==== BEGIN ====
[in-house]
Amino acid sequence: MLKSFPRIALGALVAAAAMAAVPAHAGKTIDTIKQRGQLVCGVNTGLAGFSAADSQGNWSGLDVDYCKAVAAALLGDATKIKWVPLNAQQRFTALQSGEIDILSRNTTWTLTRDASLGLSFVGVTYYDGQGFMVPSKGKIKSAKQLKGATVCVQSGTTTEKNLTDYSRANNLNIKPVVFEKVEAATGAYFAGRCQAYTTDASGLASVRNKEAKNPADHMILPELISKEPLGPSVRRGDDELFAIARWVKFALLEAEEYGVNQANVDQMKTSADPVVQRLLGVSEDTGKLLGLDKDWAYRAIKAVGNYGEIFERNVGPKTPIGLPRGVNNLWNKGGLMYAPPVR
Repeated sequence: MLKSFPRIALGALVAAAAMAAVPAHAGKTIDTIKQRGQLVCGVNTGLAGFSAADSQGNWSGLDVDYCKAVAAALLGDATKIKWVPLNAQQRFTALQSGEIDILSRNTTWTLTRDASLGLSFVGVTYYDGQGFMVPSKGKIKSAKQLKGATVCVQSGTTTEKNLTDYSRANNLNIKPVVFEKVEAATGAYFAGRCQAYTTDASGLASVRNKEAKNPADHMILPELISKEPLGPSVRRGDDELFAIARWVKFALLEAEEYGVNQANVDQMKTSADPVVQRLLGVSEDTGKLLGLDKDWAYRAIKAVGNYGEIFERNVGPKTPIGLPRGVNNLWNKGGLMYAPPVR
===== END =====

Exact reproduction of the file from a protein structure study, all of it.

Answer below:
[in-house]
Amino acid sequence: MLKSFPRIALGALVAAAAMAAVPAHAGKTIDTIKQRGQLVCGVNTGLAGFSAADSQGNWSGLDVDYCKAVAAALLGDATKIKWVPLNAQQRFTALQSGEIDILSRNTTWTLTRDASLGLSFVGVTYYDGQGFMVPSKGKIKSAKQLKGATVCVQSGTTTEKNLTDYSRANNLNIKPVVFEKVEAATGAYFAGRCQAYTTDASGLASVRNKEAKNPADHMILPELISKEPLGPSVRRGDDELFAIARWVKFALLEAEEYGVNQANVDQMKTSADPVVQRLLGVSEDTGKLLGLDKDWAYRAIKAVGNYGEIFERNVGPKTPIGLPRGVNNLWNKGGLMYAPPVR
Repeated sequence: MLKSFPRIALGALVAAAAMAAVPAHAGKTIDTIKQRGQLVCGVNTGLAGFSAADSQGNWSGLDVDYCKAVAAALLGDATKIKWVPLNAQQRFTALQSGEIDILSRNTTWTLTRDASLGLSFVGVTYYDGQGFMVPSKGKIKSAKQLKGATVCVQSGTTTEKNLTDYSRANNLNIKPVVFEKVEAATGAYFAGRCQAYTTDASGLASVRNKEAKNPADHMILPELISKEPLGPSVRRGDDELFAIARWVKFALLEAEEYGVNQANVDQMKTSADPVVQRLLGVSEDTGKLLGLDKDWAYRAIKAVGNYGEIFERNVGPKTPIGLPRGVNNLWNKGGLMYAPPVR